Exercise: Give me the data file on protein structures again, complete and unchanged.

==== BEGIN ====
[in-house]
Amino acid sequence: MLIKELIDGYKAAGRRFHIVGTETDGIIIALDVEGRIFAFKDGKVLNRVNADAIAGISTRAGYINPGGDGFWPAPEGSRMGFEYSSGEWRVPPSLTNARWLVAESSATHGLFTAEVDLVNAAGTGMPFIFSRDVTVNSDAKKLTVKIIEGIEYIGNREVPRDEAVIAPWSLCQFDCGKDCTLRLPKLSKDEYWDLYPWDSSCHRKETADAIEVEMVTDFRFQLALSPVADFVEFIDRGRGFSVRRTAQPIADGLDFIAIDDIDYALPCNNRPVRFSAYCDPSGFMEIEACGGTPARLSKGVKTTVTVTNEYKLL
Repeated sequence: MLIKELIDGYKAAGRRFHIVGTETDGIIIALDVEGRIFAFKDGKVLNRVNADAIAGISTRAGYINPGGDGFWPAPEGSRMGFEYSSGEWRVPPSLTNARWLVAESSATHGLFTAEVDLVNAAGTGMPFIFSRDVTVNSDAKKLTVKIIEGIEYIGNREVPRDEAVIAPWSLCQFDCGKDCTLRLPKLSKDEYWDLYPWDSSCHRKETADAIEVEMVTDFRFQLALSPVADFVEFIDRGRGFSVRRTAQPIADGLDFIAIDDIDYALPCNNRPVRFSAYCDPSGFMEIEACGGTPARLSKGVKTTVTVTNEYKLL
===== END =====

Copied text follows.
[in-house]
Amino acid sequence: MLIKELIDGYKAAGRRFHIVGTETDGIIIALDVEGRIFAFKDGKVLNRVNADAIAGISTRAGYINPGGDGFWPAPEGSRMGFEYSSGEWRVPPSLTNARWLVAESSATHGLFTAEVDLVNAAGTGMPFIFSRDVTVNSDAKKLTVKIIEGIEYIGNREVPRDEAVIAPWSLCQFDCGKDCTLRLPKLSKDEYWDLYPWDSSCHRKETADAIEVEMVTDFRFQLALSPVADFVEFIDRGRGFSVRRTAQPIADGLDFIAIDDIDYALPCNNRPVRFSAYCDPSGFMEIEACGGTPARLSKGVKTTVTVTNEYKLL
Repeated sequence: MLIKELIDGYKAAGRRFHIVGTETDGIIIALDVEGRIFAFKDGKVLNRVNADAIAGISTRAGYINPGGDGFWPAPEGSRMGFEYSSGEWRVPPSLTNARWLVAESSATHGLFTAEVDLVNAAGTGMPFIFSRDVTVNSDAKKLTVKIIEGIEYIGNREVPRDEAVIAPWSLCQFDCGKDCTLRLPKLSKDEYWDLYPWDSSCHRKETADAIEVEMVTDFRFQLALSPVADFVEFIDRGRGFSVRRTAQPIADGLDFIAIDDIDYALPCNNRPVRFSAYCDPSGFMEIEACGGTPARLSKGVKTTVTVTNEYKLL